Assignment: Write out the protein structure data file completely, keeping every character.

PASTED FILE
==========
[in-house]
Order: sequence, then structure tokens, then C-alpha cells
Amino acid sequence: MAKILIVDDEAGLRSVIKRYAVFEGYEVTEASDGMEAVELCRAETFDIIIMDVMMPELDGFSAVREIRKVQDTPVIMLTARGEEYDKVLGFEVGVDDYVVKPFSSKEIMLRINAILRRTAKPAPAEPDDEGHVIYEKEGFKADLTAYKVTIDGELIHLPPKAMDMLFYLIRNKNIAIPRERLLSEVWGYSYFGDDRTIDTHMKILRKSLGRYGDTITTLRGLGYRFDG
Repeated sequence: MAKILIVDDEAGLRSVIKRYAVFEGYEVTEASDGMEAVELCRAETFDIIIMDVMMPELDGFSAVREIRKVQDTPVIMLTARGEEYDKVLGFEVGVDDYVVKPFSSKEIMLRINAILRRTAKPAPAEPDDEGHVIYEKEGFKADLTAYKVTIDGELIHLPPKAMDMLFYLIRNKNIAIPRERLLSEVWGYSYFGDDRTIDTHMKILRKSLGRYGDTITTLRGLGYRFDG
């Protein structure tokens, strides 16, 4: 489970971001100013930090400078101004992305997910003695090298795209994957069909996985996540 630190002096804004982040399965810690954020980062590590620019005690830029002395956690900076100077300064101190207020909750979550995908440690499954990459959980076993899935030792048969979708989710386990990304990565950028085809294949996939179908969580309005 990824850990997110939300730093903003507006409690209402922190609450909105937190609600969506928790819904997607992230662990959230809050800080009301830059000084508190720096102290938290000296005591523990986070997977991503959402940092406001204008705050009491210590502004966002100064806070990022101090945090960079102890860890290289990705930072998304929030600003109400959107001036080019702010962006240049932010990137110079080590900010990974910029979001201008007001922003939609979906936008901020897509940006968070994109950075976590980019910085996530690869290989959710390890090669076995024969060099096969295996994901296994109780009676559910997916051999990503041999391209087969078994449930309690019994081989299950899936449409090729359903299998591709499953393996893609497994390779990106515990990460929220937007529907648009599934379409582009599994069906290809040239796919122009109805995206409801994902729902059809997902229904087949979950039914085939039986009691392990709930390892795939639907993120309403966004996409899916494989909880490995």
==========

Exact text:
[in-house]
Order: sequence, then structure tokens, then C-alpha cells
Amino acid sequence: MAKILIVDDEAGLRSVIKRYAVFEGYEVTEASDGMEAVELCRAETFDIIIMDVMMPELDGFSAVREIRKVQDTPVIMLTARGEEYDKVLGFEVGVDDYVVKPFSSKEIMLRINAILRRTAKPAPAEPDDEGHVIYEKEGFKADLTAYKVTIDGELIHLPPKAMDMLFYLIRNKNIAIPRERLLSEVWGYSYFGDDRTIDTHMKILRKSLGRYGDTITTLRGLGYRFDG
Repeated sequence: MAKILIVDDEAGLRSVIKRYAVFEGYEVTEASDGMEAVELCRAETFDIIIMDVMMPELDGFSAVREIRKVQDTPVIMLTARGEEYDKVLGFEVGVDDYVVKPFSSKEIMLRINAILRRTAKPAPAEPDDEGHVIYEKEGFKADLTAYKVTIDGELIHLPPKAMDMLFYLIRNKNIAIPRERLLSEVWGYSYFGDDRTIDTHMKILRKSLGRYGDTITTLRGLGYRFDG
């Protein structure tokens, strides 16, 4: 489970971001100013930090400078101004992305997910003695090298795209994957069909996985996540 630190002096804004982040399965810690954020980062590590620019005690830029002395956690900076100077300064101190207020909750979550995908440690499954990459959980076993899935030792048969979708989710386990990304990565950028085809294949996939179908969580309005 990824850990997110939300730093903003507006409690209402922190609450909105937190609600969506928790819904997607992230662990959230809050800080009301830059000084508190720096102290938290000296005591523990986070997977991503959402940092406001204008705050009491210590502004966002100064806070990022101090945090960079102890860890290289990705930072998304929030600003109400959107001036080019702010962006240049932010990137110079080590900010990974910029979001201008007001922003939609979906936008901020897509940006968070994109950075976590980019910085996530690869290989959710390890090669076995024969060099096969295996994901296994109780009676559910997916051999990503041999391209087969078994449930309690019994081989299950899936449409090729359903299998591709499953393996893609497994390779990106515990990460929220937007529907648009599934379409582009599994069906290809040239796919122009109805995206409801994902729902059809997902229904087949979950039914085939039986009691392990709930390892795939639907993120309403966004996409899916494989909880490995």